With ranked choice voting set to debut in the June 12 primaries after a contentious legislative journey, some critics have expressed concern over potential confusion about the new system.
Whereas in the past voters have been given a single choice between several candidates and a write-in option, ranked choice voting allows voters to rank the candidates by marking candidates as their first, second, third, and so on choice, according to the Maine Department of the Secretary of State (MDSS).
Once all the votes are in, every voter’s first choice vote will be counted, and a winner will be announced should they receive an outright majority, which is over 50 percent.
On the ballot, voters will mark their first-choice candidate in addition to their second and third choice candidates, and so on, according to MDSS.
If there is no outright majority when all the first choice votes are counted, the candidate with the fewest votes will be eliminated.
The votes are then tabulated in subsequent rounds with the recipient of the fewest votes eliminated at the end of each round, until only two candidates remain or one candidate reaches above a 50 percent majority.
If people’s first choice candidates are eliminated, their second, their third, and so on votes will be counted.
Citizens will also vote on a People’s Veto referendum question that asks whether or not they would like to continue using ranked-choice elections in Maine. The types of votes covered include federal offices only, including U.S. Senate and U.S. Congress, and for all state and federal offices in primary elections, according to MDSS.
Maine Secretary of State Matthew Dunlap hosted two informational sessions on ranked-choice voting in Biddeford May 14, and in Bangor May 15. Two additional sessions are being held, one in Presque Isle, May 21, at 4 p.m. at Mark & Emily Turner Memorial Public Library; the second occurs May 29 at 4 p.m., in the Lewiston Public Library.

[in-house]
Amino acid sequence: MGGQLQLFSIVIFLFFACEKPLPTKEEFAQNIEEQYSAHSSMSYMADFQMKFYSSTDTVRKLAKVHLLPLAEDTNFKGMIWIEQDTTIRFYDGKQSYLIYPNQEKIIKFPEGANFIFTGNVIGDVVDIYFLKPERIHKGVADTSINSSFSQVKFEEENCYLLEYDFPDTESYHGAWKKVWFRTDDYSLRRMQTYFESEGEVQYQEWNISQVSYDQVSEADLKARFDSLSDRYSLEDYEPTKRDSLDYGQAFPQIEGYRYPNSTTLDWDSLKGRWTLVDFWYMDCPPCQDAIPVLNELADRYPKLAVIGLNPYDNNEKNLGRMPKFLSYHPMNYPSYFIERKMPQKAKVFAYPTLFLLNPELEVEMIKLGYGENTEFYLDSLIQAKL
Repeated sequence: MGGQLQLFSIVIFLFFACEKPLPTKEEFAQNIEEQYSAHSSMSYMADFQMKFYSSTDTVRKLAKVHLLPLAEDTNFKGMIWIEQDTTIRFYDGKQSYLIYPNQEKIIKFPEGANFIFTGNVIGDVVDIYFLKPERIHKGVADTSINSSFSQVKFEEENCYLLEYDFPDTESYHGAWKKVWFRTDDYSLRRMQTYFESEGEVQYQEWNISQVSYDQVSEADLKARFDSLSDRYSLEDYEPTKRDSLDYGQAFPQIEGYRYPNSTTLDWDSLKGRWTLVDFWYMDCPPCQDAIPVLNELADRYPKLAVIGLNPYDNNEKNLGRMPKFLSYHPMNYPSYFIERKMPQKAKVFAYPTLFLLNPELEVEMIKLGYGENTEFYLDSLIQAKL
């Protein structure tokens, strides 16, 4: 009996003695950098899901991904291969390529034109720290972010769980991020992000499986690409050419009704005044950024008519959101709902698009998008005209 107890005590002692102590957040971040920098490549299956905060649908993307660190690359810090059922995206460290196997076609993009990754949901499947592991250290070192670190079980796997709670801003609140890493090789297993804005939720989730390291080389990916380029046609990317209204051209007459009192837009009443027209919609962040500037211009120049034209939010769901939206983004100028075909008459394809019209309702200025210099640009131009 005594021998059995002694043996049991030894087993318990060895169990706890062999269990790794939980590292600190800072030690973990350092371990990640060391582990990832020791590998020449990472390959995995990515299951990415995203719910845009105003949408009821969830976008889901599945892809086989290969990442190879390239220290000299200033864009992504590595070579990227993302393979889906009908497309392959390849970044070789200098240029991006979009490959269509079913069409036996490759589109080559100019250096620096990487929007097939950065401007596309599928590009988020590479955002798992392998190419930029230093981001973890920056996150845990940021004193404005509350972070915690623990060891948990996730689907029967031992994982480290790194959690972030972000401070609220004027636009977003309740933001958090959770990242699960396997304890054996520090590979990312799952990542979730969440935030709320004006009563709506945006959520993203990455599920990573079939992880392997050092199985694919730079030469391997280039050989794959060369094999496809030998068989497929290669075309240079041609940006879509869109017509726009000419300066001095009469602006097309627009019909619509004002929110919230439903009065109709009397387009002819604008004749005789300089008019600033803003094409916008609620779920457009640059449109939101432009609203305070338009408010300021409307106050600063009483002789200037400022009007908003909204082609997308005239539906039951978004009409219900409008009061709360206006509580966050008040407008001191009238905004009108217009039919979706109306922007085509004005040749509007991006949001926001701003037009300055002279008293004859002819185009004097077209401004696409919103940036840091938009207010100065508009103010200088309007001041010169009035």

For those interested in the informational session but unable to attend, the presentation will be offered via Facebook LIVE on Thursday, May 24, at 6 p.m. on the Maine Department of Secretary of State Facebook page.
Information will be provided on what voters can expect to see at the polls and how the ranked-choice tabulation will be conducted.
Secretary Dunlap will also remind voters of the People’s Veto referendum, which will be presented on a separate ballot on June 12.
Several samples of the June ballot has been released by MDSS, which features a list of candidate names listed in one column, and number choices in a separate column. Voters simply color in the respective bubble where the candidate’s name and the voters rank intersect.
The exact wording of the ranked-choice voting People’s Veto referendum question that will appear on the ballot is:
“Do you want to reject the parts of a new law that would delay the use of ranked-choice voting in the election of candidates for any state or federal office until 2022, and then retain the method only if the constitution is amended by December 1, 2021, to allow ranked-choice voting for candidates in state elections?”
Voters must vote in the affirmative to uphold the People’s Veto referendum, which rejects an attempt by the Legislature to delay and potentially repeal ranked-choice voting.
Ranked choice voting was approved by a majority of Maine residents in November 2016, although the Legislature tried to delay its enactment until after Dec. 1, 2021, with a provision that it would be repealed unless by that date a Constitutional amendment allowing it to be used in all states has been approved.
The decision made by the majority of voters was overturned by the Maine Legislature in October 2017, after members voted to repeal the people’s ranked-choice voting law during a “special late-night” session, according to the Committee for Ranked Choice Voting (RVC).
The law attempting to delay implementation of ranked-choice voting was suspended before it could go into effect by the filing of a valid people’s veto in February 2018, with more than 80,000 signatures gathered in just 88 days. The referendum vote was the second largest ever by citizens of Maine, and it was enacted as law.
Erica Thoms can be reached at email@example.com